The personnel reports after my department heads went through their own hires and had their supervisors check their teams, were grim. Nearly five percent of staff members either had the shark emblem somewhere on their person or had expressed sentiments against the new guests. I feared opening my doors under those circumstances. The myriad of opportunities for any number of sabotage, from a bit of beef slipped into a minotaur’s dinner to activate his monstrous rage to the temperature controls being faulty in a Sasquatch’s room causing them to overheat, were staggering. I knew we’d be giving crash courses on supernatural creatures and their ways, something that filled countless volumes of etiquette and research. Some of that was even shared with humans in academia. I smiled fondly thinking of a dragon researcher getting to meet one for the first time, rather than relying on lore and fossils.
We’d get through this. We had to. I trusted that we would. Already I had some of my favorite recruiters scouring the world’s best casinos and resorts looking for talent I could lure to my island. I’d spoken with my contacts, asked my friends to keep an eye out, and most of all, expected that things would work out. I was the Goddess of Good Fortune. They’d work out in my favor, I was sure.
The getting there though would take its toll. I sat in my gazebo, where I did most of my best thinking, and watched the koi play in their pond. They knew nothing of the strife beyond their blue heaven. Heaven. That got me to thinking about Laddie and the other ghosts. They’d never see whatever that place looked like in their own mythologies. They roamed the oceans, probably more at home there than they would have been in heavenly afterlife, and did what? I didn’t know. My heart ached for my Laddie. Aggie knew little of our relationship. I’d spoken of him a few times, but mostly Aggie went about his business these days and I took care of mine. The connection we’d forged over the past winter holidays seemed gone like a rain cloud dissipating with the sun.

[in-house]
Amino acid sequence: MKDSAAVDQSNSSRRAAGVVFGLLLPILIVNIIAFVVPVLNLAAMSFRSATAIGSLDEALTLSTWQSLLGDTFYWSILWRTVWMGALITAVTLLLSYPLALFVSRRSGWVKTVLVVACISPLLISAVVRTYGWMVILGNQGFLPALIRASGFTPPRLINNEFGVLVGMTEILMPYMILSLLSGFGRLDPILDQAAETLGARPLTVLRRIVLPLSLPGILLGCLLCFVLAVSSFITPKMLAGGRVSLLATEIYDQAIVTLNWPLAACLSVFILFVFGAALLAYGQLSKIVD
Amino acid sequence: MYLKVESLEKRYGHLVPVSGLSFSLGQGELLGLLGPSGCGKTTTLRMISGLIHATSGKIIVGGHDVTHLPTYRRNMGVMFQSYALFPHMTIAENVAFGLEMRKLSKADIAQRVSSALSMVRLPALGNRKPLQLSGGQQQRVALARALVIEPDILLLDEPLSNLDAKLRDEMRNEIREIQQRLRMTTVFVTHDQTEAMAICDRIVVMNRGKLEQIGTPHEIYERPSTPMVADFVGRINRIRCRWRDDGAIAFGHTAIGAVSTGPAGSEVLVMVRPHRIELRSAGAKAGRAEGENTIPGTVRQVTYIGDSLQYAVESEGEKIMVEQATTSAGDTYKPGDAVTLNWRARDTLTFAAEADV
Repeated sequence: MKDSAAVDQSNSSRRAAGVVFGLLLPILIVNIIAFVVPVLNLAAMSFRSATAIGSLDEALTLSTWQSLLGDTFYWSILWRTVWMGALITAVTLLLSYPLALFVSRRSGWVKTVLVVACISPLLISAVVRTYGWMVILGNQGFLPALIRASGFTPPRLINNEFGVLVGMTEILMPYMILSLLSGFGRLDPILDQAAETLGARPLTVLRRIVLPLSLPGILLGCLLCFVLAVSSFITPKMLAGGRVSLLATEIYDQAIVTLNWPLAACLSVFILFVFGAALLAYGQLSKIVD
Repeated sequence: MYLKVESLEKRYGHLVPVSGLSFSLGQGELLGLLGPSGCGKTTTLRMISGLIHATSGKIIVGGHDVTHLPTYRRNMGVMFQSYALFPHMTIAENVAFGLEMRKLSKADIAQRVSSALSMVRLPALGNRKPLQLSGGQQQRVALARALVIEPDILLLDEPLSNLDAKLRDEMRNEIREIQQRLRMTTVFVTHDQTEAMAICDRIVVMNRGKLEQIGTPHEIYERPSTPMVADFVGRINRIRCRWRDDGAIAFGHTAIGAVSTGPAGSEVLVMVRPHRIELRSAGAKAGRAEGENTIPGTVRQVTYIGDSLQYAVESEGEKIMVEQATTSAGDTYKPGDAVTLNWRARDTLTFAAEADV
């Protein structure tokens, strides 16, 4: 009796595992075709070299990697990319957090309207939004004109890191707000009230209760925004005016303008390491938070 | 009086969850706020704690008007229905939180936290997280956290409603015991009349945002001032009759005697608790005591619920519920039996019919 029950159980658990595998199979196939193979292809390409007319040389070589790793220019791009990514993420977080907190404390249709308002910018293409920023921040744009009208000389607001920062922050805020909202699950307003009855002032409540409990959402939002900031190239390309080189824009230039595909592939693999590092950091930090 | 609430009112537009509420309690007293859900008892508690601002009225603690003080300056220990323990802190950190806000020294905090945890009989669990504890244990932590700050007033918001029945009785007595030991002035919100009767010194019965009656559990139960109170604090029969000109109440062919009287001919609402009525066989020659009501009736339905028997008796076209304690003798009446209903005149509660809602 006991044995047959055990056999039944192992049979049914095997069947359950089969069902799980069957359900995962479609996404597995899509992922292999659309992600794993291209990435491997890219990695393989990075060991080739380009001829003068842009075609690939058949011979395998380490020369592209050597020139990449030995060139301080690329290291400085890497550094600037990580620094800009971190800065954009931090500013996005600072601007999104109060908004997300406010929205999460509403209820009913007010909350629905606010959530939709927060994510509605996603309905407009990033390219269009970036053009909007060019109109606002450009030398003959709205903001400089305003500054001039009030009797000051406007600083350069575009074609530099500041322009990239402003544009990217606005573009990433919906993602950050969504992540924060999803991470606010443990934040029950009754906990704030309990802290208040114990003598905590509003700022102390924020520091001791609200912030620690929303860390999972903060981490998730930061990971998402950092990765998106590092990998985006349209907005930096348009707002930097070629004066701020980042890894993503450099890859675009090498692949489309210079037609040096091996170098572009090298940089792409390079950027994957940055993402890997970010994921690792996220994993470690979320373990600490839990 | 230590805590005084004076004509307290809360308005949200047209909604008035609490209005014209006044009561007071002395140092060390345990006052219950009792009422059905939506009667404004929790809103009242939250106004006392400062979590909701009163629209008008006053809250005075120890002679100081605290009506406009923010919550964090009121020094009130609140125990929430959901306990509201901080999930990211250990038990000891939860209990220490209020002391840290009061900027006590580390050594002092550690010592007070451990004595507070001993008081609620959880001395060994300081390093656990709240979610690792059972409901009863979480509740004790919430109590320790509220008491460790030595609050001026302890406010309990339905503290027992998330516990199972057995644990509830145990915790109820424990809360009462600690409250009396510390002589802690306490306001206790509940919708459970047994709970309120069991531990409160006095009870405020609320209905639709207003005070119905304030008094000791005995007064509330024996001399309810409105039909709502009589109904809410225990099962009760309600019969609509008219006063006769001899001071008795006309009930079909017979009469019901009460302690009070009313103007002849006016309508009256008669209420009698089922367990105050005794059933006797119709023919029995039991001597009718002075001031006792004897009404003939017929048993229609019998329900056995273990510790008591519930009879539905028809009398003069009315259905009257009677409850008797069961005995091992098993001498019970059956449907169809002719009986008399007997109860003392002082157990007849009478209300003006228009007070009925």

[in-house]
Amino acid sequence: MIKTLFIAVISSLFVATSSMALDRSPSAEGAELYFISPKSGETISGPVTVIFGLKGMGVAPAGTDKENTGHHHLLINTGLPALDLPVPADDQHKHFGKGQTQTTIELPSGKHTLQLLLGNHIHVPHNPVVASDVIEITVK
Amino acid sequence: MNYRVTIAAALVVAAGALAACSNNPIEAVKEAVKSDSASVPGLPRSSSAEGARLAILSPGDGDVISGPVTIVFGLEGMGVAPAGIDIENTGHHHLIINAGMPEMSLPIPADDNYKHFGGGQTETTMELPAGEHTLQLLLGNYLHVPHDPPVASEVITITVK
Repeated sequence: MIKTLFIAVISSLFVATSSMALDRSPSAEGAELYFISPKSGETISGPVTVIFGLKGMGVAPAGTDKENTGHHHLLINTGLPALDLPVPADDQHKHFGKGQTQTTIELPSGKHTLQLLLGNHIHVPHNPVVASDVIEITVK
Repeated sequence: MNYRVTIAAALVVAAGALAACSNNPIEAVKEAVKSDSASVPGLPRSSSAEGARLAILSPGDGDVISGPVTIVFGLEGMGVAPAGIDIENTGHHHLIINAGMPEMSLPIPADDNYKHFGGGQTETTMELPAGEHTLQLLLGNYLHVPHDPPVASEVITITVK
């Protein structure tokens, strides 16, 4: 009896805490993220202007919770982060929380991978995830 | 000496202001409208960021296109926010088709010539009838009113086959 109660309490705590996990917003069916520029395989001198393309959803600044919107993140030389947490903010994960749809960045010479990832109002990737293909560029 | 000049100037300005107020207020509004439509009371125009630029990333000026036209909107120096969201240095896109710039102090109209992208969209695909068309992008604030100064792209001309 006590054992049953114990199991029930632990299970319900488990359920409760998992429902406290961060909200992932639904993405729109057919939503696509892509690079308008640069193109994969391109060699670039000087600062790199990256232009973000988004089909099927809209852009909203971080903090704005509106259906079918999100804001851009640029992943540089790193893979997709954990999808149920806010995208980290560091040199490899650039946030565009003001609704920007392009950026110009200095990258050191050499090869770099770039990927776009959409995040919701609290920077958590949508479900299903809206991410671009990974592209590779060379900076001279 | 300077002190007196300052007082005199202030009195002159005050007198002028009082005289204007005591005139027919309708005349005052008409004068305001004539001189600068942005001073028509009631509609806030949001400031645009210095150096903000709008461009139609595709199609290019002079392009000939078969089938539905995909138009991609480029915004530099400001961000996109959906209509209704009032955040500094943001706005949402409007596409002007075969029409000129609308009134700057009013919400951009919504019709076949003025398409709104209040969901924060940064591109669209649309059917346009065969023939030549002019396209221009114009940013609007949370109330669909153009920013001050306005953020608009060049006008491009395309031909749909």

I expected it, really. I knew his dreams of a life together, his talk about some kind of life in the Grecian hills outside of Olympus would be just that—a talk. I probably should check the property values on the place he bought and make sure that my belongings were slowly removed. I drew in on myself. My heart was breaking again. I’d known this would happen ever since Rota had called. It never failed to extract a price. This time, I feared it’d be more than I could pay.
And yet, I also knew I couldn’t refuse. I dangled my fingers in the water, sliding them across the aqua surface. A light breeze teased my hair, and the koi swam to the top of the pond and nibbled at my fingertips, expecting food. I laughed at their antics and wished this would be just another day.
I closed my eyes and clutched the seahorse pendant in my right hand. “I’m sorry,” I whispered. “I’m so so sorry.” Breathing deeply I stood and walked from my villa to the beach. I followed the sand, felt its warmth as grains slipped into my sandals and between my toes. I stopped at the urn buried half-in, and instead of a gold coin, I dropped a single object.
A white knuckle bone. My Laddie was needed once more.
~* * *~
My attempts to reach Aggie remained in vain. Unlike many of the other deities, he lacked a voice mail, an email address, some kind of contact. He relied too much on the old ways, which was one of the reasons why my consort and I remained parted so much of the time. And yet, the need to explain the situation to him, to tell him what I had to do weighed on me.